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Unformatted text preview: e 7 ' i 1
g 56 of the text, note that tne Pythagorean theorem tells us that the 4.00 {JG 7 F the charge of the l' ht ' ‘ ‘
exerts on the 3.00 #0 Change of the ﬁght gigatélrégZde. The magnitude of the force that the 4.00 ,uC charge _ 1 lQl 9 «
FH_.__ I. 2 0
1 wig; (5.00 ><10—2 m )2 143.2 N. rE‘he force is repulsive since both charges have the same sign.
If we denote by 4') the angle hetween the maxis and the line connecting the 4.00 M) charge with the origin, we can express the force F1 in component form as
E 2 43.2 N (— cos qii— sin 95;) = 43.2 N (—0.800? — 0.6003) = —34.5 N’i— 25.9 N}.
 The force of the —3.00 n0 charge on the charge of the light brigade has magnitude 1 long! 2 (9.00 x109 Nm2/02 )(3.00 x 106 execs x 105 C) F = — z T
2 4m r2 (4.00x109m)2 5051‘ This force is attractive since the two charges have opposite signs. Write the force on the charge of the light
brigade in Cartesian form as t —p 1. F2 = 50.6 Ni. The total force is the vector sum: from 2 F. + E = —34.6 Ni— 25.9 Nj+ 50.6 Ni : 16,0 Ni— 25.9 N}. b) The magnitude of the total force is
Ftoga} 3 N)2 4* Z c) The acute angle 9 that the total force makes with the xdirection is found from Fy total _ —25.9 N Fm total _ 16.0N : "‘1'62 => 9 x —58.3 . tané‘ z Therefore, the total force points along a direction 58.3“ below the x—axis. 16.27
a) Find the electric ﬁeld produced by each charge at point P from the general expression
E 2: "L912:
are) 7‘2 Where f‘ is 3 unit vector pointing radially away from the charge. In general, the magnitude of E is E: _1_i¢il_
Limo 7‘2 Therefore: the magnitude of the electric ﬁeid produced at P by the 2.00 ,uC charge is = (9.00 x :09 NrnZ/CE )(200 x 106 C) 2.1 13N .'
(4.00111? 13x0 /C E1 (Q7750 {7/ The charge called Billy produces a ﬁeld Where lql is located of magnitude E (9.00 x 109 Nm2/02 )} — 2.00 x 103 C
1 I l_ 5 Since Bill}r is negative, this ﬁeld is directed toward Billy, parallel to (Hi). Therefore, 733: —(4.50 X 105 N/C)i. Using the Pythagorean theorem to ﬁnd the distance of Milly from the point Where a" = «(1.00 m)2 + (2.00 m}2 x 2.24 m. Thus, the charge called Milly produces a ﬁeld where I 19} is located, we have ql is located of magnitude 9 _2 2 M3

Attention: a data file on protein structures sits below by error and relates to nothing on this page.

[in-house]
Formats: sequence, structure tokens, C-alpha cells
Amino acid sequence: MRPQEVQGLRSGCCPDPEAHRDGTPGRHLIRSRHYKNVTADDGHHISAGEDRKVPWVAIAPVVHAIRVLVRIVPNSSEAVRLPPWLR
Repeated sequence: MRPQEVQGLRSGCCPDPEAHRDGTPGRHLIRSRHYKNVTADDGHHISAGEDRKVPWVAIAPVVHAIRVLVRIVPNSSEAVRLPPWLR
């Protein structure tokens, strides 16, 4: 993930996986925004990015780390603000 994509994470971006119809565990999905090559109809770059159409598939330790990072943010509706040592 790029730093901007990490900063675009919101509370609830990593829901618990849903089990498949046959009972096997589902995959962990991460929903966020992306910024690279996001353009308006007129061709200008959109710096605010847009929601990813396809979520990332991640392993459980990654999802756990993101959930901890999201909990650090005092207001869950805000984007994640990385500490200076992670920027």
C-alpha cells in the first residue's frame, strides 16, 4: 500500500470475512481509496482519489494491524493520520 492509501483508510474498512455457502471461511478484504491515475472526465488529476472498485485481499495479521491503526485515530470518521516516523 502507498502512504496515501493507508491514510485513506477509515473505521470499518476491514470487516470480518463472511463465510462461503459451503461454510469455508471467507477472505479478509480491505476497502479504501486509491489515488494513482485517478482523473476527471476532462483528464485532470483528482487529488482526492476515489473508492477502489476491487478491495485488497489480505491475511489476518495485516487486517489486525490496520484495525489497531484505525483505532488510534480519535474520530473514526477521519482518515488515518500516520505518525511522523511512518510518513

E2 : (9.00x10 Ng2/4Cm))l:.00x10 C] 21.79x106N/C. E2 =1.79 x 106 N/o(cos9i+ 51119;) 2.00113  —1.00rn a
: . 1 6\T ' '
179x 0 i/C[(2.24711)1+(2.24m l3]
2 (1.60 x 106 N/C)§— (0.799 x 10“ N/C)j. I The total electric ﬁeld at the place Where M is to be piawd is the vectm sum 0f the ﬁe}
Milly and Billy at that location, ds produced by —a E=E1+E2 2 (4.50 x 106 N/C)l+ {1.60 X 196 N/oﬁ— (0.799 x106
= (“2.90 x 106 N/Cﬁ— (0.799 x 106 N/Cﬁ. gative. The force on this N/CJE C) Your charge is He charge is F 2 9E : (—3.00 x 1073 C)((—2.90 ><106 N/eﬁ— (0.799 x 105 N/C)j]
= (8.70 x 103 N)l+ (2.40 x 103 IN}. 598 CHAPTER 16. ELECTRICAL CHARGES, ELECTRICAL FORCES, AND .. . d) The magnitude of the force is F 2 (8.70 x103 N)? + (—2.40 x 103 N)2 = 9.03 x103 N. 16.32
a) The charges shown in Figure 13.32 on page 758 of the text are point charges, so the magnitude of the electric ﬁeid each creates is 1 lQi _ three 4"? ' E Referring to Figure 13.32, the charge on the :raxis produces a field at the origin of magnitude 9W. 2 2 ~ MS ..
zwwzaiw 108 5/0. E1 (0.500 m)? Since the charge producing this eiectric ﬁeld is negative, the ﬁeld is directed toward the charge creating it,
parailel to i, so the ﬁeld vector is E; 2 (5.40 x 105 N/C)i.
The charge on the y—axis produces a ﬁeld at the origin of magnitude (9.00 X 109 Nm2/02)1(}.0 X 10—6 CI = . 5N1 .
(0.2mm? 244x10 i/C E2: Since the charge producing this electric ﬁeld is positive, the ﬁeld is directed away from the charge creating
it, parallel to ~j, so the ﬁeid vector is a. m (44.4 x 105 51/0);
The total electric ﬁeld at the origin is the vector sum of the ﬁelds produced by both charges at that location,
1?: = E1 + a m (5.40 x 105 won — (14.4 x 105 N/C )3.
b) The magnitude of the field at the origin is
E = (5.40 x105 N/o)2 4 (—14.4 x 105 we 2 = 15.4 x 105 N/C.
c) If a proton is placed at the origin, the force on it is
f = qﬁ
: (1.602 x 10’1g C) [(5.40 X105 N/C)i m (24.4 x 105 N/C )3] = (8.65 x 10"14 Nﬁ (23.1 ><10"14 N);
d) The magnitude of the force on the proton is
F a (8.65 x 1014 N)2 + (—23.1 x 1014 N)2 = 24.7 x 10"” N. The acceleration of the proton is found from Newton’s second law. Using the magnitudes of the vectors, we have F 24.7 x 10w14 N Fzmoz—ﬁ: a:— _ "~————— = 14 2‘
m T 1.57 x 10—27 kg 1.48 x 10 mg 16.40. 601 16.40 Since the torque on an electric dipole is 1'" 2 if x E,
to ﬁnd the torque on the water molecule, we need to know its dipole moment ff and the electric ﬁeid I3”) in